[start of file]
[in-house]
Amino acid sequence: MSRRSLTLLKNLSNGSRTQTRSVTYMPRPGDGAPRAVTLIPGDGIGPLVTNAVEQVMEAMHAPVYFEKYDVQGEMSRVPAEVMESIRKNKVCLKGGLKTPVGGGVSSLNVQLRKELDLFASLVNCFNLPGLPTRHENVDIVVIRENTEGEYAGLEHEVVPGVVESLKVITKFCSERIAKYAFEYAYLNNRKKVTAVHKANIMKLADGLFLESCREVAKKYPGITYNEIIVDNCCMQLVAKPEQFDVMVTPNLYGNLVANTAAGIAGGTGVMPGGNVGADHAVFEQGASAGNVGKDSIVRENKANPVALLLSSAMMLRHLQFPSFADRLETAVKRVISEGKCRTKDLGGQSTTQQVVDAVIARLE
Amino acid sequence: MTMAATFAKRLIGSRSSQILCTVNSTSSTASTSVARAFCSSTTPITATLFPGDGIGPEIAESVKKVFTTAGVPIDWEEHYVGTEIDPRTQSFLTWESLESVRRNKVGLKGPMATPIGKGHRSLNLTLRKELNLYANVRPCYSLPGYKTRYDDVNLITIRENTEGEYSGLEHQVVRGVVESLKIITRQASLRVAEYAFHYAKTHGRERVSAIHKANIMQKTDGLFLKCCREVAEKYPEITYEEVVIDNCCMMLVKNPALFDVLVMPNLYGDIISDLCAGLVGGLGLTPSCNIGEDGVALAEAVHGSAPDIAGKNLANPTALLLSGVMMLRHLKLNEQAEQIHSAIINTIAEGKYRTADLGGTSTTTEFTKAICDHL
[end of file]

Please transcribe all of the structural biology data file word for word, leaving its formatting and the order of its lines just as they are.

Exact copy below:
[in-house]
Amino acid sequence: MSRRSLTLLKNLSNGSRTQTRSVTYMPRPGDGAPRAVTLIPGDGIGPLVTNAVEQVMEAMHAPVYFEKYDVQGEMSRVPAEVMESIRKNKVCLKGGLKTPVGGGVSSLNVQLRKELDLFASLVNCFNLPGLPTRHENVDIVVIRENTEGEYAGLEHEVVPGVVESLKVITKFCSERIAKYAFEYAYLNNRKKVTAVHKANIMKLADGLFLESCREVAKKYPGITYNEIIVDNCCMQLVAKPEQFDVMVTPNLYGNLVANTAAGIAGGTGVMPGGNVGADHAVFEQGASAGNVGKDSIVRENKANPVALLLSSAMMLRHLQFPSFADRLETAVKRVISEGKCRTKDLGGQSTTQQVVDAVIARLE
Amino acid sequence: MTMAATFAKRLIGSRSSQILCTVNSTSSTASTSVARAFCSSTTPITATLFPGDGIGPEIAESVKKVFTTAGVPIDWEEHYVGTEIDPRTQSFLTWESLESVRRNKVGLKGPMATPIGKGHRSLNLTLRKELNLYANVRPCYSLPGYKTRYDDVNLITIRENTEGEYSGLEHQVVRGVVESLKIITRQASLRVAEYAFHYAKTHGRERVSAIHKANIMQKTDGLFLKCCREVAEKYPEITYEEVVIDNCCMMLVKNPALFDVLVMPNLYGDIISDLCAGLVGGLGLTPSCNIGEDGVALAEAVHGSAPDIAGKNLANPTALLLSGVMMLRHLKLNEQAEQIHSAIINTIAEGKYRTADLGGTSTTTEFTKAICDHL